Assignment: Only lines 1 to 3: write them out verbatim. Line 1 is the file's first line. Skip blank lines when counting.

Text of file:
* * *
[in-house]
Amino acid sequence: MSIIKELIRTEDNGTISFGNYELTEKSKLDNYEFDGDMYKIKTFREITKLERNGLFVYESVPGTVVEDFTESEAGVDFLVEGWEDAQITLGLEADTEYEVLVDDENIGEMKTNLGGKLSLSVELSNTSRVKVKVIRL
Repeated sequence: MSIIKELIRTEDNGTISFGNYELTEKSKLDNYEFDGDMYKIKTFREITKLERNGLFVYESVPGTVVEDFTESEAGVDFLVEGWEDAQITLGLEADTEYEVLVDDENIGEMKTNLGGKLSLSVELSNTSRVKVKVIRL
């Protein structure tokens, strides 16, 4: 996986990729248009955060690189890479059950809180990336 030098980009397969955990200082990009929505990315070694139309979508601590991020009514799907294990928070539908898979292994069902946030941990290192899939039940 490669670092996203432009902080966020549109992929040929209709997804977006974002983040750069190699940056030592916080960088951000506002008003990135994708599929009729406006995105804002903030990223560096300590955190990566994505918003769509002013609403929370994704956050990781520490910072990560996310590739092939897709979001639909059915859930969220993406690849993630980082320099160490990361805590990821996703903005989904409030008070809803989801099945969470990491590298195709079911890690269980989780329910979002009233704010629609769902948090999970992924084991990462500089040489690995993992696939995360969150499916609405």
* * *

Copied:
[in-house]
Amino acid sequence: MSIIKELIRTEDNGTISFGNYELTEKSKLDNYEFDGDMYKIKTFREITKLERNGLFVYESVPGTVVEDFTESEAGVDFLVEGWEDAQITLGLEADTEYEVLVDDENIGEMKTNLGGKLSLSVELSNTSRVKVKVIRL
Repeated sequence: MSIIKELIRTEDNGTISFGNYELTEKSKLDNYEFDGDMYKIKTFREITKLERNGLFVYESVPGTVVEDFTESEAGVDFLVEGWEDAQITLGLEADTEYEVLVDDENIGEMKTNLGGKLSLSVELSNTSRVKVKVIRL